Dwight Peck's personal website

Holes of the Jura

The Winter Sport for all members of the family (except the small ones)

A few more holes in Spring 2002

Walking casually home from the Crêt de la Neuve in the Swiss Jura, 6 April 2002, the narrator almost went southward in a hurry.

Dr Pirri, descending from Mont Tendre directly down the centre of the Creux d'Enfer of Druchaux, 30 March 2002 {don't ask why}, comes across a barbed wire fence surrounding a Jura-hole bigger than Albania and deftly slips under it for a closer look.

A couple of hundred meters further on, here's another! Our search for big holes is beginning to pay off. This one has a jury-rigged rappel-anchor across it, a helping-hand so to speak for those who want to get a much closer look.

Here's a 31 March 2002 photo of the snowfree forest just below the Perroude du Vaud. One strolls along casually, reflecting in a desultory fashion on the depths to which civilization, and WAIT! What's that in front of us?

Well, there's a Swiss Jura limestone hole and a half. In fact, this forest glade has got one of the finest assemblages of heart-chilling holes into deep nowhere to be seen anywhere in the local forests. [see map]

Good grief, if they're going to keep making their leaf-covered forest floors like that, we ought to vote the other party in, whatever it is. Where, for Bog's sake, could you safely picnic? That's not an idle question. You could reach round behind you for your tomato and mozarella sandwich with virgin olive oil and find that it's NOT THERE! Nor are the kids!

But not all Jura limestone holes are vertical. Here's a horizontal one, not far from the "Bassine turndown", the top of the paved road leading up from the village of Bassins towards the communal farm at Le Bassine (1265m).

This looks so cosy!! . . . it almost makes you wish you were one of those Neolithic chappies, with the game hunting and cave-dwelling and all, never even having heard of Microsoft or Ashcroft!! until you look about you and . . .

calculate that this large bit of limestone ceiling would have whacked you on your Neolithic head even harder than Ashcroft and Rumsfeld ever could in their most colorful dreams.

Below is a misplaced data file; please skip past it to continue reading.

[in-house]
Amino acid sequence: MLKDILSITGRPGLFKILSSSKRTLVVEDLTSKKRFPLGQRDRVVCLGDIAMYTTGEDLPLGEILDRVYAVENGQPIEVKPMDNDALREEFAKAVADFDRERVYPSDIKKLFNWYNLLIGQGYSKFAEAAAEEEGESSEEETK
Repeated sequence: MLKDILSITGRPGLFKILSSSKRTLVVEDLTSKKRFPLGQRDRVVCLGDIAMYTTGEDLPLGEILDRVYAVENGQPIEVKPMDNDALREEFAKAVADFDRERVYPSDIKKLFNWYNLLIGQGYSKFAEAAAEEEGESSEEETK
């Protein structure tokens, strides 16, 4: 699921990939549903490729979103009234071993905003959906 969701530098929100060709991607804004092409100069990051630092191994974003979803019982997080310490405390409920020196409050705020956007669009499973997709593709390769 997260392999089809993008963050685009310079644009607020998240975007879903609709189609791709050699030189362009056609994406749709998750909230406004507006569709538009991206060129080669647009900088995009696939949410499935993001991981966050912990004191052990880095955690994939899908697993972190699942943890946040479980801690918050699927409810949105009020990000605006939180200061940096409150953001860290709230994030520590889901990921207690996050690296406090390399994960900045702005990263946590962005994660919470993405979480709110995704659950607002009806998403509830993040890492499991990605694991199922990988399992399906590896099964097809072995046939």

Hors de série holes, 2002

The search for limestone holes in winter 2001-2002 was over, but Dr Pirri could not be got to stop. So here are just a few more snowless entries in the Grand Catalogue of Holes.

Anybody down there? If you can hear me, throw up your wallet.

Whenever Dr Pirri discovers new very deep limestone holes and chimneys, his photographer prays that he'll throw those USA suspenders right on down there amongst the rumsfeldian trolls and ashcroftian gnomes where they belong.

Eureka, Prof Pirri has found a big one.

Near the farm of Petit Cunay

Jura holes in 2003

Yep, they're still there, and here are some new ones

The serious preliminary cataloging of Jura holes took place in 2001 and 2002, but bad habits linger on and there's no shortage of new limestone holes and chimneys in the Jura to keep folks on their toes.

Marching stoutly up from Grand Fuëy towards Mont-de-Bière Devant through the forest, 16 February 2003, Dr Pirri comes across a nice big limestone hole typical of this part of the Jura.

And he scampers round to have a closer look into its tenebrous depths. It strikes a chord with him and leads him to contemplate the fragility of things, and their meaning, and their costs, and their molecular structure, until his head begins to hurt, and he decides to continue his hike in the forest.

Dr Pirri turns away from profundity (left), again, and then encounters a new and unsuspected profundity of his own not far away.

Professor Pirri, struggling to become more shallow, nonetheless becomes more and more profound.

And nearly disappears into his profundity.

But wait . . . Dr Pirri succeeds in re-establishing shallowness and joins his hiking companion for the rest of the hike, bantering about in a lively manner about movies and statesmen and other happily less profound subjects.

A lovely forest glade, 23 February 2003, not far from the hut at Pierre d'Ecusson above Le Brassus, with an ominous shadow in the middle of it.

More than an ominous shadow, it's a great whacking chimney into the bowels of the earth.

Dr Peck peers into a big hole near Cunay, 2 March 2003.

As Dr Pirri wields the camera in anticipation of some humorous catastrophe, Dr Peck peers into a gigantic fissure in the forest . . .

. . . and departs, disappointed.

As always in these parts, we're mindful of the sneaky presence of small, medium, and sometimes big holes in the washed-out limestone terrain, and we collect photos of them when convenient, like now.

This specimens are in the forest above La St-George, 3 March 2003

Mind the step.

A little ankle-snapper

3 March 2003

15 March 2003

One reason why Jura holes can be problematic in winter -- here's one between Cunay and the SAC Cabane in May 2003, neatly covered with just enough brush to support the snow but not you.

Feedback and suggestions are welcome if positive, resented if negative, . All rights reserved, all wrongs avenged. Posted 10 May 2002, revised 18 July 2008, 18 September 2014, 13 January 2020.

Holes of the Jura

Very large holes